A year ago, Washington drafted Chase Young with the #2 overall pick in the draft; at the time, he was widely regarded as the best player in the draft and a generational talent. Expectations were sky high and as a rookie he met them. At the end of the season, he was named the Defensive Rookie of the Year.
This year, Jamin Davis was a late-riser among mock-drafters, with his reputation given a big boost by his pro-day results. Listen to what GM Martin Mayhew had to say about him:
“This guy just checked a whole bunch of boxes for us; an outstanding athlete, explosive athleticism, 11 for broad, 42 inch vertical, 6-foot-3 and a half, under 230 [pounds], ran under a 4.5 [40-yard dash]. He has all the physical attributes that you want.”
And while mock drafters may have been a bit late to the Jamin Davis party, post-draft, Ron Rivera laughed and dismissed any notion that Davis might have been overlooked by scouts and pushed back against the idea that Jamin Davis rose recently up NFL team draft boards. The head coach said that Davis was not a fast riser just because some people in the media hadn’t known about him. Martin Mayhew expanded on the theme, saying that scouts were pressing for him, and that Davis really popped on film when they reviewed his play at Kentucky.
Well, Rivera and Mayhew seem to be right. While a number of media analysts and TV talking heads declared in the post-draft analysis and grading that Washington had ‘reached for need’ in picking Jamin Davis, he has emerged this week as the betting favorite to win Defensive Rookie of the Year.
Davis, of course, has his own incredible athleticism in his favor, but he will also be aided by playing in a defense that was rated 5th overall in 2020 and, with the addition of Davis and veteran free agent William Jackson III, seems to have gotten better.
Washington has used a first-round draft pick to select a defensive player in five consecutive drafts:
- 2021 LB Jamin Davis
- 2020 DE Chase Young
- 2019 DE Montez Sweat
- 2018 DT Daron Payne
- 2017 DT Jonathan Allen
While draft status isn’t a guarantee of NFL success, the fact is that the four players drafted from ‘17-’20 that form Washington’s front line have all met or exceeded expectations. The biggest defensive weakness a season ago for Washington was at the linebacker position. The drafting of Davis provides the coaching staff with a big, athletic linebacker with the physical skills to play every down and every second-level position on the defense.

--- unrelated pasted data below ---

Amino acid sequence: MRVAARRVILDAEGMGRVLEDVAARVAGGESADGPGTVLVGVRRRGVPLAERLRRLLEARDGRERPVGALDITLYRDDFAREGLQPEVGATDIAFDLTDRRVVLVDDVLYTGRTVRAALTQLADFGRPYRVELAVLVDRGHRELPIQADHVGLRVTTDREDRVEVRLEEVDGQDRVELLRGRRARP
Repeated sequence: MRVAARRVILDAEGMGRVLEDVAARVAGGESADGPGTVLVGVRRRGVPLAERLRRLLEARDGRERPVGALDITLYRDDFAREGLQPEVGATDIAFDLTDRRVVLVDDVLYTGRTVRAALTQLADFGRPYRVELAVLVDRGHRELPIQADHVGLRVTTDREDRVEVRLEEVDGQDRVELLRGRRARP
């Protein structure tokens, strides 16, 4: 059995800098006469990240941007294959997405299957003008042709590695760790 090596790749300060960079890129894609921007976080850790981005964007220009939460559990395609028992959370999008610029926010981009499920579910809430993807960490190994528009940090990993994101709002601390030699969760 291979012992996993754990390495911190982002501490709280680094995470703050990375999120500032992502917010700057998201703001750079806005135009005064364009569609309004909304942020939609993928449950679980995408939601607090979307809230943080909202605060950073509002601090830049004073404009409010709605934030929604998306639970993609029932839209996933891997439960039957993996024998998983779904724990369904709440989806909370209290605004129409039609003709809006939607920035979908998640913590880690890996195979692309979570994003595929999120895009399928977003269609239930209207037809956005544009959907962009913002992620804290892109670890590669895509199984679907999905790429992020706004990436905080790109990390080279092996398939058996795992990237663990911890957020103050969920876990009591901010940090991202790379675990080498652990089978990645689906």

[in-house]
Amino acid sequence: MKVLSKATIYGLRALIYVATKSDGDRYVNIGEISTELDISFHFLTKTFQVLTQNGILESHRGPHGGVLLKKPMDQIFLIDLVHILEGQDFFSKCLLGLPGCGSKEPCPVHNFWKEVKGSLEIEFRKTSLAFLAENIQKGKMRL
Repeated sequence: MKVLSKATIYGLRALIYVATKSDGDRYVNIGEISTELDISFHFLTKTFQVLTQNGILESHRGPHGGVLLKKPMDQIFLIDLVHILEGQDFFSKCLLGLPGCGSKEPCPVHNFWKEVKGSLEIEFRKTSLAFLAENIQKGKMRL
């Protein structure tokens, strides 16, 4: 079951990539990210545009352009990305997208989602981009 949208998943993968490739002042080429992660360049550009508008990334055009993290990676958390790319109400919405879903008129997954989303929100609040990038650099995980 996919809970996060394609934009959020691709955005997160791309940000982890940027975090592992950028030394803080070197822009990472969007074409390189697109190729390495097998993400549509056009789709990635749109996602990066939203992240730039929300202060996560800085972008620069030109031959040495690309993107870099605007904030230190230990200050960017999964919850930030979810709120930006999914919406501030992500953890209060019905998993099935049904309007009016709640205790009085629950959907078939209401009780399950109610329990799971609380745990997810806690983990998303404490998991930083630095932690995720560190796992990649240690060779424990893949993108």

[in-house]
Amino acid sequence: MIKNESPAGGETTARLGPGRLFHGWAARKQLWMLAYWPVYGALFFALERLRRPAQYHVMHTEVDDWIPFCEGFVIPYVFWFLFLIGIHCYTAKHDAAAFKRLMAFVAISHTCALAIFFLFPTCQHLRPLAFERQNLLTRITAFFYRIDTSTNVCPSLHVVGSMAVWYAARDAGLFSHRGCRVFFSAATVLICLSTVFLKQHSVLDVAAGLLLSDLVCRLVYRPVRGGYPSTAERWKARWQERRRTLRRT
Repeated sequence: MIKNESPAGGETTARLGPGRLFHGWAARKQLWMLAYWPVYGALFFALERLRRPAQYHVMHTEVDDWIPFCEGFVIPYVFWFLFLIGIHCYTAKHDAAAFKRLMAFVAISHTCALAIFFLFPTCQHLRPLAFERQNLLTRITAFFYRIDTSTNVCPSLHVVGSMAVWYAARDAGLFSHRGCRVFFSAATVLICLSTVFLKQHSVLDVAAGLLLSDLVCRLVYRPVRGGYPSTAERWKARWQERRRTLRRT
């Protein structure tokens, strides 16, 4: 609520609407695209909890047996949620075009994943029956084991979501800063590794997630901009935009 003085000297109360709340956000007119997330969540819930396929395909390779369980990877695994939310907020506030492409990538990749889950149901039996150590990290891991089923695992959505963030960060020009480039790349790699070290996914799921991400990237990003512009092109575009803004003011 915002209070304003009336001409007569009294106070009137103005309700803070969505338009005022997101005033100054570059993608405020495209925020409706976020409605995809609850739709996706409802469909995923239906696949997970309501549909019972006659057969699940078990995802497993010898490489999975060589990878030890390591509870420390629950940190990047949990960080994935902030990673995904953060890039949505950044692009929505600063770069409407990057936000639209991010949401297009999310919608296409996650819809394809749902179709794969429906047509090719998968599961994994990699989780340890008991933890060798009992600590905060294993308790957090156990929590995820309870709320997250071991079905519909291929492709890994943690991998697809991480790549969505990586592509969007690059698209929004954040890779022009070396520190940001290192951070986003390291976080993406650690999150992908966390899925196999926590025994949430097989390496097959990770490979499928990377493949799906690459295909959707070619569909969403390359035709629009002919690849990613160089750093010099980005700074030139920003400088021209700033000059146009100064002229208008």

Defensive Coordinator Jack Del Rio and linebackers coach Steve Russ have both praised Davis’ intelligence and instinctive play on display during OTAs and minicamp.
Talking to reporters, Russ said that Davis is passionate about the sport in meetings and that he cares about learning what’s happening with the entire defense, not just his own assignments. This is important for a linebacker, who is in the middle of everything, and especially so if Davis is to someday become the defensive signal caller.
Russ also said that Davis has been spending time at the MLB position since that is the spot he played at Kentucky and Russ believes it is important to create some familiarity for an incoming rookie, but he stressed that Davis has the ability to play all the linebacker positions.
Bookmakers, whose living depends on a deep understanding of the sport, seem to be buying what the Washington coaches are selling. They understand that Davis can play sideline to sideline and never come off the field.
Chris Trapasso, a draft analyst and writer for CBS Sports, agrees that Jamin Davis should be the front runner for DROY.
Davis was the Zach Wilson of the linebacker group, an out-of-seemingly-nowhere one-year wonder whose film was so juicy he ascended from complete obscurity to the first round. Davis is a towering linebacker with the explosion and athletic fluidity needed to hold up in coverage in today’s NFL.
Another reason he’s my DROY pick — the Washington defensive line is going to keep his jersey as clean as if he didn’t even step foot on the field. In 2020, journeyman Jon Bostic led the team with 118 tackles. Not only will [Jamin Davis] hit the 100-tackle threshold, he’ll get plenty of opportunities to disrupt on pass plays. And Davis will. Frequently.
Expectations have been rising since the start of the year for this young and gifted linebacker from Kentucky. A year ago, Chase Young rose to the challenge of high expectations. Washington fans will be watching the 2021 season with great interest to see if Jamin Davis can do the same.